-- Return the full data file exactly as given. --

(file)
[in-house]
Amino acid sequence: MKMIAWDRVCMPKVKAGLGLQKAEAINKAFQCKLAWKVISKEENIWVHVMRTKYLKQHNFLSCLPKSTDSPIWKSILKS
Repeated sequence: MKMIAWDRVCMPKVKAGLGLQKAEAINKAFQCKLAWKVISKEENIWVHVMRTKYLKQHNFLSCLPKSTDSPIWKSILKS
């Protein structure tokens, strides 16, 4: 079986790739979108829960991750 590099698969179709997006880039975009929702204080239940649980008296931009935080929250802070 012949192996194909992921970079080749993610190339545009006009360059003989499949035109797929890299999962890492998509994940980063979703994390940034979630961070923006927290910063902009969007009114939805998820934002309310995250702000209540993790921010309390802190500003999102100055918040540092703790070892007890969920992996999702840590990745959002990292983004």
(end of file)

[in-house]
Amino acid sequence: MKMIAWDRVCMPKVKAGLGLQKAEAINKAFQCKLAWKVISKEENIWVHVMRTKYLKQHNFLSCLPKSTDSPIWKSILKS
Repeated sequence: MKMIAWDRVCMPKVKAGLGLQKAEAINKAFQCKLAWKVISKEENIWVHVMRTKYLKQHNFLSCLPKSTDSPIWKSILKS
């Protein structure tokens, strides 16, 4: 079986790739979108829960991750 590099698969179709997006880039975009929702204080239940649980008296931009935080929250802070 012949192996194909992921970079080749993610190339545009006009360059003989499949035109797929890299999962890492998509994940980063979703994390940034979630961070923006927290910063902009969007009114939805998820934002309310995250702000209540993790921010309390802190500003999102100055918040540092703790070892007890969920992996999702840590990745959002990292983004």